The Centre for Events, Leisure, Society and Culture (CELSC) spotlights the national and international intellectual profile and reputation of the critical study of events and leisure at Bournemouth University by providing a strategic and effective platform for researchers, and research collaborations and partnerships.
Events and leisure are embedded in the social, cultural, and economic fabric of most societies; they are often barometers of important societal metrics such as national ‘happiness’, wellbeing, prosperity, economic stability and growth. Components of events and leisure also play a vital role in broader political issues such as processes of democracy, environmental sustainability, migration and civil society.
CELSC at BU is a dynamic domain for the substantive research-related activities of a team of enthusiastic staff within, and associated with, the Department of Events and Leisure. Staff are managing editors and editorial board members for key academic journals in the field: Leisure Studies; Event Management; International Journal of Event and Festival; International Journal of Event Management Research; Journal of Hospitality, Leisure, Sport & Tourism Education; Journal of Transport Geography; Journal of Sustainable Tourism and e-Review of Tourism Research.
The centre offers an active hub for the on-going growth and development of high quality research praxis, which underpins a breadth and depth of critical analyses of events and leisure.
CELSC fosters a research culture of continual knowledge exchange by attending to emerging research priorities. Through discernible research themes, events and leisure academics provide leadership and expertise that impact activities with local, regional, national and international partners.
CELSC research themes
Digital and mobile events and leisure cultures
This theme speaks to societal agendas related to: the digital economy and the transformational impact of digital technologies on community life, cultural experiences, future society and the economy.
It includes work that covers, but is not limited to, the following: digital healthy/unhealthy communities; young people and social media; e tourism; new media; travel apps; virtual communities; connecting to live events and festivals; mediated everyday events and leisure experiences; the ‘lost’ mundane/slow; emotions and affect; digital transformation and future society and culture.
Creative industries, communities, social transformation and sustainability
The creative industries have a transformational impact on community life, changing cultural experiences, future society and the economy.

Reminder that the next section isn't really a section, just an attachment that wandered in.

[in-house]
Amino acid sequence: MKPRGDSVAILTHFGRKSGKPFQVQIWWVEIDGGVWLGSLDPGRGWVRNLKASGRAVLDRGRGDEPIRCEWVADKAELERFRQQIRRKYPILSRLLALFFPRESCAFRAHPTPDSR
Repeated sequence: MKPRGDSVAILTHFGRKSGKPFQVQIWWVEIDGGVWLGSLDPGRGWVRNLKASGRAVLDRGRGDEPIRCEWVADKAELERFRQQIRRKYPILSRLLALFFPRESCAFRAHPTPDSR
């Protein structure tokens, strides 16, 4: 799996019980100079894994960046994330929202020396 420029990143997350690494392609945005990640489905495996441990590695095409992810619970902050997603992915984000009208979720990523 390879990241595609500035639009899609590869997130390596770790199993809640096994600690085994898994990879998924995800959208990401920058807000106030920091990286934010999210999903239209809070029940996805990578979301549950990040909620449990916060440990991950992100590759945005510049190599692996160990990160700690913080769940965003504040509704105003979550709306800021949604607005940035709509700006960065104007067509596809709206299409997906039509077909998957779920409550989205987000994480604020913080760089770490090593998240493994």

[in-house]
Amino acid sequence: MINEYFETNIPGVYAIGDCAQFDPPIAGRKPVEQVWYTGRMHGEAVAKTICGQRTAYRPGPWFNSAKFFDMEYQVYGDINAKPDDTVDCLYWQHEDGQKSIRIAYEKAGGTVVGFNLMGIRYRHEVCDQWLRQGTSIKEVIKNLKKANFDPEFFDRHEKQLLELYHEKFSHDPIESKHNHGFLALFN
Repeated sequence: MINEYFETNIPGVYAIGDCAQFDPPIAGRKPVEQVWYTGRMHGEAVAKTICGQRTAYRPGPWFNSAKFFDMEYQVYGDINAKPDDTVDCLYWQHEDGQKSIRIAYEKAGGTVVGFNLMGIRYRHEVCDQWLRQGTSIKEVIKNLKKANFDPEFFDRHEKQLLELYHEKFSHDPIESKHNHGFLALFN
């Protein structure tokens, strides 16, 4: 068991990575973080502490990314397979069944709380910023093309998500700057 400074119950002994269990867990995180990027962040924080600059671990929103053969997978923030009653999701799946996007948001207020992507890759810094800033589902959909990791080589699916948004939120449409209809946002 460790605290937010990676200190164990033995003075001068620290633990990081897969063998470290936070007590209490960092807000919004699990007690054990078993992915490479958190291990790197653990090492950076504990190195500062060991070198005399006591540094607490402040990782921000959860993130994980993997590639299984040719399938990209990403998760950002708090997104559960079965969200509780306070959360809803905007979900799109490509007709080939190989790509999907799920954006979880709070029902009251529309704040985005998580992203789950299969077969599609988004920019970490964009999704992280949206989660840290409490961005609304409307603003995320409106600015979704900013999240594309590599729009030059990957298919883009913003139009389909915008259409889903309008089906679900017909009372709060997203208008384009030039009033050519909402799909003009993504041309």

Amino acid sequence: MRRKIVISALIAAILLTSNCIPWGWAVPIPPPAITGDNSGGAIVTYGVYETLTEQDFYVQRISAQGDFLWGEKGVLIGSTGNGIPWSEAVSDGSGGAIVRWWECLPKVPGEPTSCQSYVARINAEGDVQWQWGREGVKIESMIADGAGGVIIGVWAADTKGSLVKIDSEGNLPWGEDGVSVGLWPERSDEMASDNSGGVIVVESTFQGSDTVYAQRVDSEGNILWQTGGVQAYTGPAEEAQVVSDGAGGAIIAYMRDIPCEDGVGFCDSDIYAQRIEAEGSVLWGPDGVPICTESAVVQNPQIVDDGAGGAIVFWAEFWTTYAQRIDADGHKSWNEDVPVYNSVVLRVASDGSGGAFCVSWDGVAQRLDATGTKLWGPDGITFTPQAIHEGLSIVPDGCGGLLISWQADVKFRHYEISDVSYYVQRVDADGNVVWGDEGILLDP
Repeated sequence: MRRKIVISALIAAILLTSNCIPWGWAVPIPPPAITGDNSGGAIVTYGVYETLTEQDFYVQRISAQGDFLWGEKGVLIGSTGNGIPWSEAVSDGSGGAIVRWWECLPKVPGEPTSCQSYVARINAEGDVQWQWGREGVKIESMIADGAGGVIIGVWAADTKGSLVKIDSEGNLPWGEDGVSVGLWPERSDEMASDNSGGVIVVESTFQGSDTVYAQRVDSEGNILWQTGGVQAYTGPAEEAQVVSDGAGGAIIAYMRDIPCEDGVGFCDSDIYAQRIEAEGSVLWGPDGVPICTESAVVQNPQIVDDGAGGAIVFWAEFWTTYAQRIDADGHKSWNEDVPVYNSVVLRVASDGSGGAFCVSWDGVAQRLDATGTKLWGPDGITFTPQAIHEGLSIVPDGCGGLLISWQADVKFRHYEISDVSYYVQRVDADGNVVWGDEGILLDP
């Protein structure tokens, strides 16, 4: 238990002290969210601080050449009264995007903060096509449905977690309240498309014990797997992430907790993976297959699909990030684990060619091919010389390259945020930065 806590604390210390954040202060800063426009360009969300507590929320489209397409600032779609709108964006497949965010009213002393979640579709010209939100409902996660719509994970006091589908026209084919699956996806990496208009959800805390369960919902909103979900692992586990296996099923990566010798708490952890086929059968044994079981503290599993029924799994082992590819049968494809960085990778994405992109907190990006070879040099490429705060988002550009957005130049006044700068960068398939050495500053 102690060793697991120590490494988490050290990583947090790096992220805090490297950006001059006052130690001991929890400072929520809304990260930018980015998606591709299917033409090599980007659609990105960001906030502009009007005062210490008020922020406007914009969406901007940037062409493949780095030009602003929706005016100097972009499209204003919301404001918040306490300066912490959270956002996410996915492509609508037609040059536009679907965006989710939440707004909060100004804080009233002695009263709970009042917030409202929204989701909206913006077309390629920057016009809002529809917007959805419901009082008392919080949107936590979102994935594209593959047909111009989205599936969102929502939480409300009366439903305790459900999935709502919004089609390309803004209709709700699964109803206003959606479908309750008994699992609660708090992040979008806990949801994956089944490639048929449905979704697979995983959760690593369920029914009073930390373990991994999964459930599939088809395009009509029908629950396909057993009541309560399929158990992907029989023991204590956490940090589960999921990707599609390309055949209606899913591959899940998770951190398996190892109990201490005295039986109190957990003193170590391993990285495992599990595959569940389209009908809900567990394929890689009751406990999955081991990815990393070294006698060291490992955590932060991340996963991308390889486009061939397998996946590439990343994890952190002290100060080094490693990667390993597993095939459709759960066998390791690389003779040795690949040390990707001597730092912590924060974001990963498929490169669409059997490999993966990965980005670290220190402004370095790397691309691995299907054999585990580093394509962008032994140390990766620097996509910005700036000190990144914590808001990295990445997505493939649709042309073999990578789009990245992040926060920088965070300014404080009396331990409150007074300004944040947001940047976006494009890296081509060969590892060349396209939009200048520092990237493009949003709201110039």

The theme embraces work that covers: sharing economy; building community resilience; participatory approaches, audience engagement, user experience and co-design; active consumers; human capital and resistance; social and cultural innovation; value exchange; ageing leisure experiences and wellbeing; spirituality, lifestyle, identity and diversity; spatiality, rurality, and the natural world.
Reflexive management and critical evaluation of events and leisure
This theme reflects the purposeful nature of events and leisure from which governmental agencies seek to derive many benefits whilst managing negative externalities.
The theme embraces work that covers: sustainable mobility; climate change mitigation and adaptation; frameworks and strategies for managing impacts of events; event design, legacy and exchange; project management and evaluation; education, innovation and entrepreneurship; and reflexive methodologies.
Fusion and co-creation
The Fusion of research, pedagogy and professional practice lie at the heart of BU, and CELSC aligns closely with undergraduate and postgraduate degree pathways. These pathways have shown strong recruitment reflecting a professionalisation of the industries surrounding events and leisure. With this as the context, co-creation is a significant feature of our existing work and we provide opportunities for collaborative projects to investigate real world problems and inform contemporary industry strategy.
Indicative student-staff co-creation outputs (2017 – 2018):
Rihova, I., Buhalis, D., Gouthro, M.B. & Moital, M. (2018). Customer-to-customer co-creation practices in tourism: Lessons from Customer-Dominant logic. Tourism Management, 67, 362-375.
Moital, M. Bain, A. & Thomas, H., (2018). Summary of cognitive, affective and behavioural outcomes of consuming prestigious sports events. Sport Management Review
Carter, H. & Moital, M., (2018). A Taxonomy of Event Participants Based on Risk and Security Perceptions, Journal of Hospitality & Tourism Insights
Jones, K. & Moital, M. (2018). Techniques employed to create event prestige value for VIPs: The V.I.P. Framework, European Journal of Tourism, Hospitality & Recreation, 8 (2)
Schliephack, J. & Dickinson, J.E. (2017). Tourists’ representations of coastal managed realignment as a climate change adaptation strategy. Tourism Management, 59, 182-192.
Indicative academic outputs 2017-2018: